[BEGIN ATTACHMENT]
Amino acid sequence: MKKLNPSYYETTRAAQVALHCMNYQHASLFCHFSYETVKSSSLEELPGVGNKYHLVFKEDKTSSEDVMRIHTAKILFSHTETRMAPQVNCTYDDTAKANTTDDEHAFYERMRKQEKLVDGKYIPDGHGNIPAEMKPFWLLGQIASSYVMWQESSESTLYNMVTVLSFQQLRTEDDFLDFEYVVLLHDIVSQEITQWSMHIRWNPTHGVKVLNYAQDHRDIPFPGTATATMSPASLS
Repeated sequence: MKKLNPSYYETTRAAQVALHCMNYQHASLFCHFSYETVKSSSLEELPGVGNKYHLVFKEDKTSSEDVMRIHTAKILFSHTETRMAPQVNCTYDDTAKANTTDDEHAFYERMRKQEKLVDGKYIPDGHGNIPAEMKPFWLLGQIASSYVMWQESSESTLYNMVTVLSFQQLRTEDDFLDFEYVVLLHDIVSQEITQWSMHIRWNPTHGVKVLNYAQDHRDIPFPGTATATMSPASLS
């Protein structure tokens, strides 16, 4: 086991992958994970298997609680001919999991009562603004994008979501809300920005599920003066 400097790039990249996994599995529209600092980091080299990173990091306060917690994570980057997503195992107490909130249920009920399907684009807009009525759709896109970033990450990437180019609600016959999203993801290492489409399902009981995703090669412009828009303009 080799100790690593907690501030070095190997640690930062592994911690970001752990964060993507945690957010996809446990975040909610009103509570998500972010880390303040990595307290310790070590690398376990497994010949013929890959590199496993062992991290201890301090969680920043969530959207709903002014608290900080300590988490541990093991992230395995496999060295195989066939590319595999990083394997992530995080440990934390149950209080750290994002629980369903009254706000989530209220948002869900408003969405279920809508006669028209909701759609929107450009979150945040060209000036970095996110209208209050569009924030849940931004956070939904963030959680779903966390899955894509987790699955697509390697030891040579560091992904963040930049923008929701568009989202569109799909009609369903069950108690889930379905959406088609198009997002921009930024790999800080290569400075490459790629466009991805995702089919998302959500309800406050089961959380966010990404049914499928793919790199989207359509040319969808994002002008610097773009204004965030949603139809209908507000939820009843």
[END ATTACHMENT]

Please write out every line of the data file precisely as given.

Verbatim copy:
Amino acid sequence: MKKLNPSYYETTRAAQVALHCMNYQHASLFCHFSYETVKSSSLEELPGVGNKYHLVFKEDKTSSEDVMRIHTAKILFSHTETRMAPQVNCTYDDTAKANTTDDEHAFYERMRKQEKLVDGKYIPDGHGNIPAEMKPFWLLGQIASSYVMWQESSESTLYNMVTVLSFQQLRTEDDFLDFEYVVLLHDIVSQEITQWSMHIRWNPTHGVKVLNYAQDHRDIPFPGTATATMSPASLS
Repeated sequence: MKKLNPSYYETTRAAQVALHCMNYQHASLFCHFSYETVKSSSLEELPGVGNKYHLVFKEDKTSSEDVMRIHTAKILFSHTETRMAPQVNCTYDDTAKANTTDDEHAFYERMRKQEKLVDGKYIPDGHGNIPAEMKPFWLLGQIASSYVMWQESSESTLYNMVTVLSFQQLRTEDDFLDFEYVVLLHDIVSQEITQWSMHIRWNPTHGVKVLNYAQDHRDIPFPGTATATMSPASLS
């Protein structure tokens, strides 16, 4: 086991992958994970298997609680001919999991009562603004994008979501809300920005599920003066 400097790039990249996994599995529209600092980091080299990173990091306060917690994570980057997503195992107490909130249920009920399907684009807009009525759709896109970033990450990437180019609600016959999203993801290492489409399902009981995703090669412009828009303009 080799100790690593907690501030070095190997640690930062592994911690970001752990964060993507945690957010996809446990975040909610009103509570998500972010880390303040990595307290310790070590690398376990497994010949013929890959590199496993062992991290201890301090969680920043969530959207709903002014608290900080300590988490541990093991992230395995496999060295195989066939590319595999990083394997992530995080440990934390149950209080750290994002629980369903009254706000989530209220948002869900408003969405279920809508006669028209909701759609929107450009979150945040060209000036970095996110209208209050569009924030849940931004956070939904963030959680779903966390899955894509987790699955697509390697030891040579560091992904963040930049923008929701568009989202569109799909009609369903069950108690889930379905959406088609198009997002921009930024790999800080290569400075490459790629466009991805995702089919998302959500309800406050089961959380966010990404049914499928793919790199989207359509040319969808994002002008610097773009204004965030949603139809209908507000939820009843």